Watching the super-heavyweight boxers during my lunch break at McDonald’s, I was inspired to train for Rio and be a world champion. Suddenly my life began.
In the summer of 2012, it felt as if everyone in London was watching the Olympics. It was the same for us, on our lunch break in the McDonald’s staff room. I felt as if I was on the journey with those athletes – every punch that was thrown, every stride on the sprint. I loved watching Usain Bolt and the British boxers Anthony Joshua and Nicola Adams.
I had been working at McDonald’s since I left sixth form, in the branch at Victoria station. Sometimes, I’d see people I’d gone to school with who were on their way to university, or starting their careers. I was taking a year out and I didn’t really have a plan for my life. It was starting to feel like I’d been left behind.
That afternoon, with the TV on, there were three of us on our break and we were watching Anthony Joshua in the super-heavyweight final. It was a close fight, back and forth, but he battled on and got the victory. I thought: “I need a moment like this, I need this type of energy in my life.” Then I thought: “I’m going to get to the next Olympics.”
If you’d been at my school and wondered which one of us might end up being an athlete, I wouldn’t be in the lineup – I’d be in the canteen. The others would be playing football at lunchtime, but I’d be waiting for seconds. By the time I was 19 and working at McDonald’s, I had joined a boxing gym and I’d started to drop weight, but I only went once or twice a week, in a failing attempt to keep fit. Nobody would have said I could have been an Olympian.
That afternoon, I told the manager at work I was going to need to reduce my hours, and then I went home and told my mum my plan: that I was going to take boxing seriously. I asked her if she would help fund my life for a while. “Don’t worry,” I said. “I’m going to be a champion one day.” She was worried. “Isn’t boxing dangerous?” she said. “And if you’re going to be a champion, aren’t you meant to start when you’re much younger?” We had seen other people try to make it in football and not get there. I was nearly 20, unfit and saying I was going to be a champion. It sounded ridiculous, but she supported me.
I looked at Joshua’s rise – he won the big amateur tournament in London, then he was English champion, British champion, won silver at the World Championships and gold at the Olympics. I could set targets like that. Accomplishing them was a different thing, but I could see the path.
I started training every day. I had a coach, Robert England, who saw me hit the pads and told me I had something. Around the same time, I started my degree at the University of East London, so I’d use the weights in the gym there, and I was running every day, no matter the weather.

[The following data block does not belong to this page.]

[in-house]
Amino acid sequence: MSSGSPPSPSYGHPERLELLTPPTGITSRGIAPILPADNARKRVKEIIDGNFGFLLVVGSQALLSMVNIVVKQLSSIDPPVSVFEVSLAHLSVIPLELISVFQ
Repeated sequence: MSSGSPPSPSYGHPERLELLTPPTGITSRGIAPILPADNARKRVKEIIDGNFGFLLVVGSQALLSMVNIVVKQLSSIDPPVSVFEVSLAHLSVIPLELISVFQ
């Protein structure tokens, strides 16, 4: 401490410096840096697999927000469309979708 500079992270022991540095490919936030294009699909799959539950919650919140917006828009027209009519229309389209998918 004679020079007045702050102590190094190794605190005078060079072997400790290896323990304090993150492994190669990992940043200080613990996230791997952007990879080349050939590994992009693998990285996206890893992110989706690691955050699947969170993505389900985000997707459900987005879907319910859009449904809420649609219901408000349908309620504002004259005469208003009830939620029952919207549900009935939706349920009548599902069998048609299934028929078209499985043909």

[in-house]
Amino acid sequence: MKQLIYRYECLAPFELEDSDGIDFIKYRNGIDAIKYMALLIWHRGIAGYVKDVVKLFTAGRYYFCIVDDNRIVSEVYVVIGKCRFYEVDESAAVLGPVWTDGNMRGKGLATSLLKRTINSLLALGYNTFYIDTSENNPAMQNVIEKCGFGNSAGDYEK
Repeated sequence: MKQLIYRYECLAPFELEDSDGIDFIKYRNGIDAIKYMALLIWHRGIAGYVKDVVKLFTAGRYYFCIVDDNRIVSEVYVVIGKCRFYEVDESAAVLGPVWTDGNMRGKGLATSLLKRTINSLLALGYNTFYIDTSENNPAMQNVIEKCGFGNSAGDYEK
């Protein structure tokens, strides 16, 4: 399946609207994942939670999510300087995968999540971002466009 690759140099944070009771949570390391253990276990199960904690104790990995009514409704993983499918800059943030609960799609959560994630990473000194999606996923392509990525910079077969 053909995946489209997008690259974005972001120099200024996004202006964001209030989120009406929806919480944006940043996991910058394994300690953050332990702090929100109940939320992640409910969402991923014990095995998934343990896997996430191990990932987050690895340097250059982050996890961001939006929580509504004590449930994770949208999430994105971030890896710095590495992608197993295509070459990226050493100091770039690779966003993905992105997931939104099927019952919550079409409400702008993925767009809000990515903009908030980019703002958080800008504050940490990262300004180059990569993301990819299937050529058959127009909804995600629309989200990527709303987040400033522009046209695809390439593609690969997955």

I had been lazy before – if I had been asked to do 10 push-ups, I’d only try to do five – but now I had a focus. When I started to see the results of my hard work, my internal voice became encouraging: why do 10 push-ups when you could do 12? I started to realise the more I put in, the more I was getting out.
My friends and family thought I was crazy, but they supported me and kept me accountable. If you have good people around you who know your goal, they push you towards it. When I wanted to go out and have a drink, or a second piece of cake, it was: “Mate, don’t you have the Olympics to go to?” It was still hard – I’d be tired mentally from uni and have to train. I’d say no to parties I wanted to say yes to. All I had was this dream, but no guarantee I’d get there.
There were lots of times I thought it would never happen. I had started to win fights and, in 2014, I sparred with Joshua, who gave me lots of confidence. Then, in the spring of 2015, I fractured my hand. The Rio Olympics were the following year and I still hadn’t had an international fight – I wasn’t recognised by the England Boxing authority, let alone Team GB. I’d entered the English tournament, the ABA championships, but because my hand was injured I knew I wouldn’t make it to the end. My first fight was against a guy who’d got to the finals the year before. I won – and that was just enough to get on the radar.
When my hand had healed a few months later, I went for an assessment with Team GB, and by the end of the year I was fighting internationally for the first time. Somehow, between then and the following spring, I managed to qualify for the 2016 Olympics. In just under four years, I’d achieved my dream.
Going to Rio was amazing. I was with all these athletes I looked up to and I could say: “I’m an Olympian, too.” It also taught me a valuable lesson. When I was aiming for the Olympics, nothing could stop me, but I didn’t set the target of winning a medal with the same intent. When I was eliminated, I was proud of myself for getting there, but I also thought: set a target, but don’t let that be it. When I turned professional soon afterwards and started winning titles, I racked up a lot quickly, because my mindset was never “I’m just happy to be here”. I am happy and grateful, but I am also thinking: what’s next?
In March, I retained my world title, but I don’t live my life as the world champion. I understand that one day someone will be better than me, or if I have to retire; someone else will be world champion. Boxing doesn’t define me, but that decision I made on that lunch break changed my life. Sometimes, I don’t recognise the person I used to be. I remember being scared, afraid to speak up or stand out. I accepted things I would never accept now and I was someone who cut corners, rather than pushed myself. Now, I look at the world very differently, and I definitely believe it’s possible to achieve a dream, however big.